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Raman spectroscopy as a tool for quality and sterility analysis for tissue engineering applications like cartilage transplants

: Pudlas, M.; Koch, S.; Bolwien, C.; Walles, H.

International journal of artificial organs 33 (2010), No.4, pp.228-237
ISSN: 0391-3988
Journal Article
Fraunhofer IPM ()
Fraunhofer IGB ()
raman spectroscopy; tissue engineering; quality control; sterility control; sterility analysis; cartilage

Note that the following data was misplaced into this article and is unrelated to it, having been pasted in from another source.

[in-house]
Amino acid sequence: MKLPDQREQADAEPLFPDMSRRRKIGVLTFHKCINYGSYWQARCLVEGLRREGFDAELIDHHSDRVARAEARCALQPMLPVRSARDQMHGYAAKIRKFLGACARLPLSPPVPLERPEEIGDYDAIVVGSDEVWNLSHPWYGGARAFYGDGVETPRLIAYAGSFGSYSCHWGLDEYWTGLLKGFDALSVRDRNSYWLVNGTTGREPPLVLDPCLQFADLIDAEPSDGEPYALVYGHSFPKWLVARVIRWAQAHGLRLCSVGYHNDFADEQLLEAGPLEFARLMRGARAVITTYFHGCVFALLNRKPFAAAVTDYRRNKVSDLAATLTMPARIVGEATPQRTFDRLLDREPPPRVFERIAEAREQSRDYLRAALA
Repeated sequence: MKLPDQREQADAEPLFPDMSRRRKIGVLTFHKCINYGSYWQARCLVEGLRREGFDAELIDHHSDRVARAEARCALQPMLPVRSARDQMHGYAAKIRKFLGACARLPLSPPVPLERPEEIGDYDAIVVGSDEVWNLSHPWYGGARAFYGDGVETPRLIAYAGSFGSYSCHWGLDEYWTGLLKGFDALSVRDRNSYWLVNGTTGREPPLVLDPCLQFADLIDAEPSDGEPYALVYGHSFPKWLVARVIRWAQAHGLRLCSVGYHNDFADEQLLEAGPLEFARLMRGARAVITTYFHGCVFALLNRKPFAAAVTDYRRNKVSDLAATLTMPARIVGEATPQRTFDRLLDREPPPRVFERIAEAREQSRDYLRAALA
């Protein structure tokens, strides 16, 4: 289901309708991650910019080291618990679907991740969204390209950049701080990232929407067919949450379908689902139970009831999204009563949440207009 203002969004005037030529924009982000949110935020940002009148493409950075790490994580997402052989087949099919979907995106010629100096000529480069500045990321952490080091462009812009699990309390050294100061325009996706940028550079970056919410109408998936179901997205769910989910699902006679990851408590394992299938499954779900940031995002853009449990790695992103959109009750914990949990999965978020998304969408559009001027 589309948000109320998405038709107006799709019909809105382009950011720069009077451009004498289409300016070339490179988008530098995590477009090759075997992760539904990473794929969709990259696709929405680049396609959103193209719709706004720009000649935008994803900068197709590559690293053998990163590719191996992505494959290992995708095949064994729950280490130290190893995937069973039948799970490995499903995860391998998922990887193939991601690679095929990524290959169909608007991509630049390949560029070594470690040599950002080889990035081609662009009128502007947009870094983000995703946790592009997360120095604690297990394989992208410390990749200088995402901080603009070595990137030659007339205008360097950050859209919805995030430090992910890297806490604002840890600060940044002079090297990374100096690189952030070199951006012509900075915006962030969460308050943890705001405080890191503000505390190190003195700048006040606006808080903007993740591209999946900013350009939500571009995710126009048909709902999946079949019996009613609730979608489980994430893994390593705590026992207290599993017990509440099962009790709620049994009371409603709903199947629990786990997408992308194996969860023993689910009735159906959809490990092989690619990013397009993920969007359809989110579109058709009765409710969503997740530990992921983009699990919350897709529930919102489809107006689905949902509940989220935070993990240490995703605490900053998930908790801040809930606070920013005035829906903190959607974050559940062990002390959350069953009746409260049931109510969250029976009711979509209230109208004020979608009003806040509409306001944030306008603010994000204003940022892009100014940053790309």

At present, the production of tissue engineered cartilage requires the concurrent production of two identical transplants. One transplant is used for destructive quality control and the second one is implanted into the patient. A non-invasive characterization of such tissue engineering samples would be a promising tool to achieve a production process of just one transplant that is both implanted and tested. Raman spectroscopy is a method that satisfies this requirement by analyzing cells without lysis, fixation or the use of any chemicals. This pure optical technique is based on inelastic scattering of laser photons by molecular vibrations of biopolymers. Characteristic peaks in Raman spectra of cells could be assigned to typical biochemical molecules present in biological samples. For the analysis of chondrocytes present in cartilage transplants, the determination of the cell vitality as well as the discrimination of another cell type have been studied by Raman spectroscopy. Another bottleneck in such biological processes under GMP conditions is sterility control, as most of the commonly used methods require long cultivation times. Raman spectroscopy provides a good alternative to conventional methods in terms of time saving. In this study, the potential of Raman spectroscopy as a quality and sterility control tool for tissue engineering applications was studied by analyzing and comparing the spectra of cell and bacteria cultures.